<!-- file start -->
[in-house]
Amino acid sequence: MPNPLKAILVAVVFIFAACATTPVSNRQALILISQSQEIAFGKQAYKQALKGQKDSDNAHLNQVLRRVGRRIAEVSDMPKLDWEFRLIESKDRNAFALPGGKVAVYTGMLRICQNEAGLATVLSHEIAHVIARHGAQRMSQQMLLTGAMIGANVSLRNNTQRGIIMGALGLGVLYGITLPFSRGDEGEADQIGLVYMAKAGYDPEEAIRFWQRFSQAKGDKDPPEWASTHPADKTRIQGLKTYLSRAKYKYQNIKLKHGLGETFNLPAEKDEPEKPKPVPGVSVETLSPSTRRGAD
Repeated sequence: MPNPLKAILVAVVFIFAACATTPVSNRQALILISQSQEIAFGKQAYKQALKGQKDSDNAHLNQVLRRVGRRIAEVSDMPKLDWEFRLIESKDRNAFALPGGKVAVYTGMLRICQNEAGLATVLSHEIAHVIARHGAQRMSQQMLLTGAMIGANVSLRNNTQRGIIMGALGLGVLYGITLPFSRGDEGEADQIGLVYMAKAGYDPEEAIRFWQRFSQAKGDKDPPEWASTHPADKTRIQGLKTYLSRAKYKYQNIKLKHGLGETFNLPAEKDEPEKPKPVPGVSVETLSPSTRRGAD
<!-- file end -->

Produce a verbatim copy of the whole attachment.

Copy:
[in-house]
Amino acid sequence: MPNPLKAILVAVVFIFAACATTPVSNRQALILISQSQEIAFGKQAYKQALKGQKDSDNAHLNQVLRRVGRRIAEVSDMPKLDWEFRLIESKDRNAFALPGGKVAVYTGMLRICQNEAGLATVLSHEIAHVIARHGAQRMSQQMLLTGAMIGANVSLRNNTQRGIIMGALGLGVLYGITLPFSRGDEGEADQIGLVYMAKAGYDPEEAIRFWQRFSQAKGDKDPPEWASTHPADKTRIQGLKTYLSRAKYKYQNIKLKHGLGETFNLPAEKDEPEKPKPVPGVSVETLSPSTRRGAD
Repeated sequence: MPNPLKAILVAVVFIFAACATTPVSNRQALILISQSQEIAFGKQAYKQALKGQKDSDNAHLNQVLRRVGRRIAEVSDMPKLDWEFRLIESKDRNAFALPGGKVAVYTGMLRICQNEAGLATVLSHEIAHVIARHGAQRMSQQMLLTGAMIGANVSLRNNTQRGIIMGALGLGVLYGITLPFSRGDEGEADQIGLVYMAKAGYDPEEAIRFWQRFSQAKGDKDPPEWASTHPADKTRIQGLKTYLSRAKYKYQNIKLKHGLGETFNLPAEKDEPEKPKPVPGVSVETLSPSTRRGAD